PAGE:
Finn Thain wrote:
Here is the latest sonic driver update, which I've been rattling on about
for some time now. There are several reasons for this patch,
- Adopt the DMA API (jazzsonic, macsonic & core driver)
- Adopt the driver model (macsonic)
This part was cribbed from jazzsonic. As a consequence, macsonic once
again works as a module. Driver model is also used by the DMA calls.
- Support 16 bit cards (macsonic & core driver, also affects jazzsonic)
This code was adapted from the mac68k linux 2.2 kernel, where it has
languished for a long time.
- Support more mac cards (macsonic)
Also from mac68k repo.
- Zero-copy buffer handling (core driver)
Provides a nice performance improvement. The new algorithm incidentally
helped to replace the old Jazz DMA code.
A nice consequence of this patch is that one can now diff jazzsonic.c and
macsonic.c and get a comprehensible result. Maybe that will make them
easier to maintain.
The patch has been tested on a variety of macs (several 32-bit quadra
built-in NICs, a 16-bit LC PDS NIC and a 16-bit comm-slot NIC), but only
compile tested for MIPS Jazz.
The DMA API has been implemented for m68k by Roman Zippel, and his patch
is now required for macsonic to function. There is also a patch available
which implements that API for Jazz machines (by Thomas I believe).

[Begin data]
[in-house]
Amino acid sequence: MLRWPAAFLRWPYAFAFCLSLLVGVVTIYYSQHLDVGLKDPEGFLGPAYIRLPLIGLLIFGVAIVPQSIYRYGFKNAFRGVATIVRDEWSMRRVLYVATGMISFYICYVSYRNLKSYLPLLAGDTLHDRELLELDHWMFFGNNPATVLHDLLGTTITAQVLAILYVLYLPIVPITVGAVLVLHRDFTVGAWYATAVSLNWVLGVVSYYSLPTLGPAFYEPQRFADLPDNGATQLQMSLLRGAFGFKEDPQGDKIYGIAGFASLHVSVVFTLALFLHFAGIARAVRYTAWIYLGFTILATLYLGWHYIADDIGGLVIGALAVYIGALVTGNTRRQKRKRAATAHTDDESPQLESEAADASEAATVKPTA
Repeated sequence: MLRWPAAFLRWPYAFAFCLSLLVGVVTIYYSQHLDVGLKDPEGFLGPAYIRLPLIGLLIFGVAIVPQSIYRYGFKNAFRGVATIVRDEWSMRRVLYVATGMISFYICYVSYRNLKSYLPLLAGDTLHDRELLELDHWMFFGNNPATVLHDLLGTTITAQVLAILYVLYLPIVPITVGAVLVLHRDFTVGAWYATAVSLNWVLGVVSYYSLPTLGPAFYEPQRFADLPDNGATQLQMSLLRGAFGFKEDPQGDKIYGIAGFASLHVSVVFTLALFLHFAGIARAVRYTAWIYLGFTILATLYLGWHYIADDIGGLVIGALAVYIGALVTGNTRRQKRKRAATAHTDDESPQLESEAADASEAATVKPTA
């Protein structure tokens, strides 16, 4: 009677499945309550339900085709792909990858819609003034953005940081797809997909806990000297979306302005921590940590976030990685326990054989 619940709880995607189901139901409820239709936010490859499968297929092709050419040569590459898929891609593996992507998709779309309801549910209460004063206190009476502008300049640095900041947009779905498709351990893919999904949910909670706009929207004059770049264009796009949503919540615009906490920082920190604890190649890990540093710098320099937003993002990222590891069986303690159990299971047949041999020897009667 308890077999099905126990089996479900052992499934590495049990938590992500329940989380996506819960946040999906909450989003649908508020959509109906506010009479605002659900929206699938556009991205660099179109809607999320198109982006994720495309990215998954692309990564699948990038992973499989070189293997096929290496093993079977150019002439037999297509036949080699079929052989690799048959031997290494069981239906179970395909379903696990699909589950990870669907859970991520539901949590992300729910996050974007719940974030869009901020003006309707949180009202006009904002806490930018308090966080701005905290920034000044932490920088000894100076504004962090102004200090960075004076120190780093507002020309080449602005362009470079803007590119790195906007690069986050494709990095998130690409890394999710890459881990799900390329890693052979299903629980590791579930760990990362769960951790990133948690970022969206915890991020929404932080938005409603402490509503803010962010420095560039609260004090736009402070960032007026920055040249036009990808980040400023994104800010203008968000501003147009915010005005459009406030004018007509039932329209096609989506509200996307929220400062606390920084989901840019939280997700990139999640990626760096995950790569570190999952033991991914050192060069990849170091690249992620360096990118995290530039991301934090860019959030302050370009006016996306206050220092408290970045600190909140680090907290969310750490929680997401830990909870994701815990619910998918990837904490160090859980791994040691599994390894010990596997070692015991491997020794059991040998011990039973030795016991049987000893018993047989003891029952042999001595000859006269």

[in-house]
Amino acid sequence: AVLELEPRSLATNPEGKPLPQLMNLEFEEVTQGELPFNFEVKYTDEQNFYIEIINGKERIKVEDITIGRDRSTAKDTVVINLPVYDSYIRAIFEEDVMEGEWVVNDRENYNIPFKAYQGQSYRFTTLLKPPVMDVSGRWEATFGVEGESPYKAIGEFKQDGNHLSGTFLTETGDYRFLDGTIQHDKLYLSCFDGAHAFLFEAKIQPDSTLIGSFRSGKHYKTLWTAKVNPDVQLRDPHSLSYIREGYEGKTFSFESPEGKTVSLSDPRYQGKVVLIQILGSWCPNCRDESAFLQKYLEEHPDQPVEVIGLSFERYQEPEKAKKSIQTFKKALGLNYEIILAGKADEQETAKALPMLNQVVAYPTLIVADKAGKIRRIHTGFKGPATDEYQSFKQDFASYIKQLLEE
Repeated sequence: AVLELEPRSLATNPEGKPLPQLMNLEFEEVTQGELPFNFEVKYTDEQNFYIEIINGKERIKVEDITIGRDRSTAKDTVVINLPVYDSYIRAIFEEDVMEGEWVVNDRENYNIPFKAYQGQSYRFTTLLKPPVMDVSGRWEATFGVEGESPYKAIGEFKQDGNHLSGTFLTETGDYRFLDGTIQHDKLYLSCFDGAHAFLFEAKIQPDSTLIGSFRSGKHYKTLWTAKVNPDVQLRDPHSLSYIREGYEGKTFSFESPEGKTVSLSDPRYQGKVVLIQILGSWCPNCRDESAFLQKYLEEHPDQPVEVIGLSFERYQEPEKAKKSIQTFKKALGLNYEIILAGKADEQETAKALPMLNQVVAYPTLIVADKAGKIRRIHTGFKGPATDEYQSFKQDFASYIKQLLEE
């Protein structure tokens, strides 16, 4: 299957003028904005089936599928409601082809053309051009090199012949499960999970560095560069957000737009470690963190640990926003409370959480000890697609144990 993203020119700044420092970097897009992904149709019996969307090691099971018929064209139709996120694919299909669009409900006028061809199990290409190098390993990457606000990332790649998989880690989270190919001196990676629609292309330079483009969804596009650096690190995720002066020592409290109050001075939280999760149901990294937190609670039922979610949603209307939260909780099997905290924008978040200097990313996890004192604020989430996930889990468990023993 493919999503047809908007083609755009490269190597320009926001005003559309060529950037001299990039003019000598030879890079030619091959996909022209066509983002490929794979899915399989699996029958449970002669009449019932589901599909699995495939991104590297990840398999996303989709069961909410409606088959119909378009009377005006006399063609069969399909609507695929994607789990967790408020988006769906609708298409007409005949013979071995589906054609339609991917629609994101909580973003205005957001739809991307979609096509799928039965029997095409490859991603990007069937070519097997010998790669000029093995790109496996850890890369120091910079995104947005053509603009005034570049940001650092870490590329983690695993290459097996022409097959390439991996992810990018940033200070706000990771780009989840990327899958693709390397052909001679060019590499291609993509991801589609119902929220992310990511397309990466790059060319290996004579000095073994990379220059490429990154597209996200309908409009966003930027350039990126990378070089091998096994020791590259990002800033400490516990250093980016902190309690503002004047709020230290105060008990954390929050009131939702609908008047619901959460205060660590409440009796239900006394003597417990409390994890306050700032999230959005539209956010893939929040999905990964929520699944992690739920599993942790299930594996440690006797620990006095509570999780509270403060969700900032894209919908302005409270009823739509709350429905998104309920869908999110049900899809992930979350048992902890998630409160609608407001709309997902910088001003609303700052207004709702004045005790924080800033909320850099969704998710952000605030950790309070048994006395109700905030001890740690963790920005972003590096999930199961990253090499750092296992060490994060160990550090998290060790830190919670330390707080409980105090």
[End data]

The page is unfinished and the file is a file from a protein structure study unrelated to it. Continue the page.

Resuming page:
It would be nice if someone could test this on a little endian Jazz
Comments and criticism welcomed.
Signed-off-by: Finn Thain <email@example.com>
Patch looks OK to me. Comments:
1) Either Geert or Ralf can merge this, with my ACK.
2) Would be nice to get it tested on the machines you list as untested.
3) [possible problem in driver, not your changes] I wonder if
IRQ_HANDLED is ever returned for shared interrupts? I don't know enough
about the platform interrupt architecture to answer this question.
4) Remove casts to/from void. This is especially noticable in all the
casts of the netdev_priv() return value.
5) If it doesn't cause too much patch noise, consider using enums rather
than #defines, for numeric constants. This gives the compiler more type
information and makes the symbols visible in a debugger. This is a
-maintainer preference- issue overall, so don't sweat it if you disagree.